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His heart was one of those which most | But “Cavalier Servente” is the phrase
Used in politest circles to express Wax to receive, and marble to retain. This supernumerary slave, who stays He was a lover of the good old school, Close to the lady as a part of dress, Who still become more constant as they cool. Her word the only law which he obeys.
His is no sinecure, as you may guess ;
oach, servants, gondola, he goes to call, No wonder such accomplishments should And carries fan, and tippet, gloves, and turn
shawl. A female head, however sage and steady With scarce a hope that Beppo could return, In law he was almost as good as dead, he With all its sinful doings, I must say, Nor sent, nor wrote, nor show'd the least That Italy's a pleasant place to me,
Who love to see the Sun shine every day, And she had waited several years already ; And vines (not naild to walls) from tree And really if a man won't let us know
to tree That he's alive, he's dead, or should be so. Festoon'd, much like the back-scene of a
Or melodrame, which people flock to see, Besides, within the Alps, to every woman When the first act is ended by a dance (Although, God knows, it is a grievous sin,) In vineyards copied from the south of Tis, I may say, permitted to have two men;
France. I can't tell who first bronght the custom in; But "Cavalier Serventes” are quite common, And no one notices, nor cares a pin; I like on Autumn-evenings to ride out, And we may call this (not to say the worst) Without being forced to bid my groom be A second marriage which corrupts the first.
My cloak is round his middle strapp'd
about, The word was formerly a “Cicisbeo,” Because the skies are not the most secure; But that now grown vulgar and indecent; I know too that, if stopp'd upon my route, The Spaniards call the person a “Cortejo, Where the green alleys windingly allure, For the same mode subsists in Spain, though Reeling with grapes red waggons choke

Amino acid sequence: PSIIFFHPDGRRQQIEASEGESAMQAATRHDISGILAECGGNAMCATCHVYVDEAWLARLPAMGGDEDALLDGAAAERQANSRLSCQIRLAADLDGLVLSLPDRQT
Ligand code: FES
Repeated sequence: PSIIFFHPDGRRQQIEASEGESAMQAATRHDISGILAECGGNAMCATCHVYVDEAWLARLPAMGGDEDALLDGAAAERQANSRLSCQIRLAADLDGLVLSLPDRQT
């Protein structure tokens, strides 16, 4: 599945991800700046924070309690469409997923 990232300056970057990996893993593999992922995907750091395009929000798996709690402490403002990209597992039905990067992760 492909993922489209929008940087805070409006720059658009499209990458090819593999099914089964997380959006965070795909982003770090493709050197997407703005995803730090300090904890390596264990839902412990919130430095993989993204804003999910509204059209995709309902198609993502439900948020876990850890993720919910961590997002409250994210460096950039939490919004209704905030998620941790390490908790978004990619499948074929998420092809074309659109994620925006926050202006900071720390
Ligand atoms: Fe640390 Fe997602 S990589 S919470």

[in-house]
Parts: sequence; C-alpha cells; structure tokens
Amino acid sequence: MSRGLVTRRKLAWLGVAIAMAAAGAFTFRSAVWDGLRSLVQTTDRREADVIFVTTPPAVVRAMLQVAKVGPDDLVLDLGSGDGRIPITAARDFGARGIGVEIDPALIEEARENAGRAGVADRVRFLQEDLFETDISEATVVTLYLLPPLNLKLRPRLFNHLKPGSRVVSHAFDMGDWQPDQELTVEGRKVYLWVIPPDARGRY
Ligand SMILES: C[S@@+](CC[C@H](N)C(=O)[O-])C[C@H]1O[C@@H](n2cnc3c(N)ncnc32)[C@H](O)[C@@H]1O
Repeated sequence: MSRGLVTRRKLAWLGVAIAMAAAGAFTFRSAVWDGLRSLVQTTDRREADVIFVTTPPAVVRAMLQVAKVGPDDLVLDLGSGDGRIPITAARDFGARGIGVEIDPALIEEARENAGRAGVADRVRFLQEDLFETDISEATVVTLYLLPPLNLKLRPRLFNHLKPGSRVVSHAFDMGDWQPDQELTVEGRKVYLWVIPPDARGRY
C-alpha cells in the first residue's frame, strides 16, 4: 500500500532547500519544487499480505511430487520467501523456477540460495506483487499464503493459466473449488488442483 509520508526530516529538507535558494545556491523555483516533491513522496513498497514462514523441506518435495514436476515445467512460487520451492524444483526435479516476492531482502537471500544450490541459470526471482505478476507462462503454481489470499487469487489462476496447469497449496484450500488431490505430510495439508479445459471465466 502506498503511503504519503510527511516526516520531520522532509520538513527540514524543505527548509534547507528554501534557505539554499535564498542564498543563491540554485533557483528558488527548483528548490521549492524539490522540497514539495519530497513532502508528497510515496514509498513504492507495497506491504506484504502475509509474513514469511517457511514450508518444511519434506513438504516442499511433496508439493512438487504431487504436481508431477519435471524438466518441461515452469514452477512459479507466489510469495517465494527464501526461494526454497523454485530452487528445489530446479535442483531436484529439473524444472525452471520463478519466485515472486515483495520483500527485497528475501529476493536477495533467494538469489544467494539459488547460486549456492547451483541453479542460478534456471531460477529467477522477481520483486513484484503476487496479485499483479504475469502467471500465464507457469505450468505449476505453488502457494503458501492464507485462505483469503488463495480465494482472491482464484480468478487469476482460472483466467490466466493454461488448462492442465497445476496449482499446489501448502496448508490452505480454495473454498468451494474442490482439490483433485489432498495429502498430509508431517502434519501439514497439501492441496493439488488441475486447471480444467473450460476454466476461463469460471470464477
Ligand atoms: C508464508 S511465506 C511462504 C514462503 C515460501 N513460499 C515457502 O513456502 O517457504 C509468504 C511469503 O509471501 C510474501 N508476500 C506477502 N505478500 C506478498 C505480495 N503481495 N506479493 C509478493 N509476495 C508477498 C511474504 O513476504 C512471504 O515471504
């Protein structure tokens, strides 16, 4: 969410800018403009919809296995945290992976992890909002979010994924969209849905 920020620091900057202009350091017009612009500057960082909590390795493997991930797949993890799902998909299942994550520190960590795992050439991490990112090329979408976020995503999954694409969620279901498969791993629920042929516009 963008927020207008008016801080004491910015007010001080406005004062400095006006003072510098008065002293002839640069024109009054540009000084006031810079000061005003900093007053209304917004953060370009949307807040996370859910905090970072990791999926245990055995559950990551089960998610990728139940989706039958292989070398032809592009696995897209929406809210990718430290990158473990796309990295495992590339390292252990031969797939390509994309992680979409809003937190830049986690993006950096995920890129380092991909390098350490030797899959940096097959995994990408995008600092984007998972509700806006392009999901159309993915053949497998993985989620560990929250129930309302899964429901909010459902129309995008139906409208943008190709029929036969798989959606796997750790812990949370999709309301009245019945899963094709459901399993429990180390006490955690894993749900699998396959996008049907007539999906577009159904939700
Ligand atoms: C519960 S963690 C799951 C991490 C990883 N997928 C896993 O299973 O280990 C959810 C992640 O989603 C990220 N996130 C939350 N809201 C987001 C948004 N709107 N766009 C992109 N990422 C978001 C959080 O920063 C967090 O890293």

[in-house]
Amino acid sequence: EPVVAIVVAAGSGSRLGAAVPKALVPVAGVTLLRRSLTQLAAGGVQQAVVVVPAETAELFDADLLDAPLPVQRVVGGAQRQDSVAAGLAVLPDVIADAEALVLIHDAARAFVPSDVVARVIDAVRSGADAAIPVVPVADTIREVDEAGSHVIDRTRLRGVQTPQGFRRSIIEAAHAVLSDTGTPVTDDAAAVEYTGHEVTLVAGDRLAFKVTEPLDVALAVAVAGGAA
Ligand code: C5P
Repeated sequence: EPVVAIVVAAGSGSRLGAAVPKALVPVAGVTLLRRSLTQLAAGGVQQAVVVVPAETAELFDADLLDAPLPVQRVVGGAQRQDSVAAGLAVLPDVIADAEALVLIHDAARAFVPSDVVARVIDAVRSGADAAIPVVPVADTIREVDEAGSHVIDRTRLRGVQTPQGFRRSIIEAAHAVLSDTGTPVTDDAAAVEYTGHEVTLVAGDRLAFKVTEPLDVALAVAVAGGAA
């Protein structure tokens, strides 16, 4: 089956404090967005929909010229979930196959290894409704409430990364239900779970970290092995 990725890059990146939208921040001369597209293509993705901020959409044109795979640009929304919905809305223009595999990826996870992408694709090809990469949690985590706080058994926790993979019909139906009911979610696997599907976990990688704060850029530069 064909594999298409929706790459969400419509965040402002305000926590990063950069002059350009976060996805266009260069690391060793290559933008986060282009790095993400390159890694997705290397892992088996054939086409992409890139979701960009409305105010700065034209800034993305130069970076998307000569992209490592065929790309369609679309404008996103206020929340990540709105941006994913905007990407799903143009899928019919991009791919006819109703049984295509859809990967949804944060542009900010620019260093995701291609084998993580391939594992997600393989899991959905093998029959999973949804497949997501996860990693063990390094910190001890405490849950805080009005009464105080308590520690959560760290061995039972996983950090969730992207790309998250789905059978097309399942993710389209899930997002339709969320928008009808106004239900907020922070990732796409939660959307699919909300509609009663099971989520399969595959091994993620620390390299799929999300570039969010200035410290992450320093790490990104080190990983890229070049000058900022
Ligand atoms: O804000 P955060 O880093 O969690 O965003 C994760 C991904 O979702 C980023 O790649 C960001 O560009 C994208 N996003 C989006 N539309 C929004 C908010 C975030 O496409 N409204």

recent ; In short it reaches from the Po to Teio, In England 'twould be dung, dust, or a dray. And may perhaps at last be o'er the sea sent. But Heaven preserve Old England from
such courses! I also like to dine on beccaficas, | Or what becomes of damage and divorces? To see the Sun set, sure he'll rise to-morrow,
Not through a misty morning twinkling
weak as However, I still think, with all due deference A drunken man's dead eye in maudlin To the fair single part of the Creation,
sorrow, That married ladies should preserve the But with all heaven t'himself; that day preference
will break as In tête-à-tête or general conversation- Beauteous as cloudless, nor be forced to And this I say without peculiar reference
borrow To England, France, or any other nation-That sort of farthing-candlelight which Because they know the world, and are at ease,
glimmers And being natural, naturally please. Where reeking London's spoky cauldron
'T'is true, your budding Miss is very
charming, I love the language, that soft bastard Latin, But shy and awkward at first coming out, which melts like kisses from a female So much alarm’d, that she is quite alarming,
mouth, All Giggle, Blush ;-half Pertness, and half And sounds as if it should be writ on satin,
With syllables which breathe of the sweet And glancing at Mamma, for fear there's
South, harm in
And gentle liquids gliding all so pat in, What you, she, it, or they, may be about, That not a single accent seems uncouth, The Nursery still lisps out in all they Like our harsh northern whistling, gruntutter
ing guttural, Besides, they always smell of bread and which we're obliged to hiss, and spit, and butter,
I like the women too (forgive my folly), Onr trifling bankruptcies in the Gazette, From the rich peasant-cheek of ruddy Our cloudy climate, and our chilly women,
All these I can forgive, and those forget, And large black eyes that flash on you a And greatly venerate our recent glories,
And wish they were not owing to the Tories. Of rays that say a thousand things at once, To the bigh dama's brow, more melancholy, But clear, and with a wild and liquid But to my tale of Laura,--for I find